So it’s like the risking by week, right? Whereas it’s not like your money is sitting there waiting for five years until you flip the fund, you’re starting to get massive checks. Like for example, $100,000 investor gets back $26,000 a month, that’s a lot of money per month. And they’re also avoiding taxation legally, so if you were to compound that on there, it’s like a 50 IRR, it’s crazy IR because you get the taxes plus the yield. So really cool, all that was, was two years of research with a CPA and a Lawyer about how to build the perfect efficient Income Fund, which is an EIF, and we’ve done three of them now. Okay. And we have partners all over the country. They want ’em, and there’s actually one available right now on our website. So that’s an incredibly cool thing that was built with the investor in mind, how do we make sure they get double-digit yield plus avoid taxation, how do we capitalize projects without having to sell extra millions of dollars of investor equity which dilutes the returns for the investors? So it’s like this magical win-win. And it’s a transparent thing, like everyone’s winning here, and like I said, we’ve had investors in it for years now, and everybody’s usually hanging back up ’cause it’s great.


WS: No, that’s incredible. Just thinking through the tax benefits there that you’re laying out yet if I believed in Magic, I would call it magic probably, but there’s a lot of things that we can read and figure out incentives in ways that we can pay less tax as legally, of course. And you all are creating a great vehicle to provide that benefit to investors without them having to do all that research and figure all that out for themselves.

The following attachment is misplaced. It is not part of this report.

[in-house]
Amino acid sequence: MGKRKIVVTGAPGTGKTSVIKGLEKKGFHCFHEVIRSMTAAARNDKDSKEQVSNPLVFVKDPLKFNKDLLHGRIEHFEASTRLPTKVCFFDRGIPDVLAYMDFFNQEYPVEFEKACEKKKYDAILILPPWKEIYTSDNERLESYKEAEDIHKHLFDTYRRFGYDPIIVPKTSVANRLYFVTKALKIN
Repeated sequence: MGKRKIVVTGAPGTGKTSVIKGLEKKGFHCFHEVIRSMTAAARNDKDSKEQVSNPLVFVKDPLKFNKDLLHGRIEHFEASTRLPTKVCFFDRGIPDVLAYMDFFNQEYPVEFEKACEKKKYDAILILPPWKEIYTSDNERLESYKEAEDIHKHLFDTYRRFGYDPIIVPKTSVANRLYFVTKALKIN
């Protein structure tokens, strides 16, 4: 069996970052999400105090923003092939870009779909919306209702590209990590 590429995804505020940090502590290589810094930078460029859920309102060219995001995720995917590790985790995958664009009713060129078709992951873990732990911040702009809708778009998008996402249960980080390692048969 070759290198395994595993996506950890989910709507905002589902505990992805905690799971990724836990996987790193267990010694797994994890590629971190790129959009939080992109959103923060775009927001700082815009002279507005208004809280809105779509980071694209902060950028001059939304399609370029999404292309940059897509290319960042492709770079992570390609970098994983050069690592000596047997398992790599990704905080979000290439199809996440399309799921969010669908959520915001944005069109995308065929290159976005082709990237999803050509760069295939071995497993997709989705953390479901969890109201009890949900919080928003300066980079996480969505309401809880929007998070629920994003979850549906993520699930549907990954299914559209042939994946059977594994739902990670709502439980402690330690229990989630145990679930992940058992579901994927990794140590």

But just grateful for you and elaborating on that, I know we could talk about that specific thing for a long time. But I know you also have a unique, I guess, behind your team and team meetings and some things like that, and love you to elaborate on a few things around that that I think would be beneficial to the listeners, just about your team, team building?


JC: Absolutely. So on a personal level, Melanie and I feel messy jokes, We’re in the people business, you know when you have 10 kids, you’re in the people mine. We spend a lot of our time reflecting on the heart and the dignity of people in personhood in life, and the desire for freedom and liberty, and all those beautiful things that are just in our hearts. They used to call it self-evident. So when we wanted to build a hospitality company, and remember we ended up building beautiful accountable equity and a beautiful Vivamee. And we did that intentionally at the same time, so Vivamee h as a leadership team, just like accountable equity as a CFO, several staff. Vivamee has this president and a vice president, and several vice presidents, actually an incredible staff.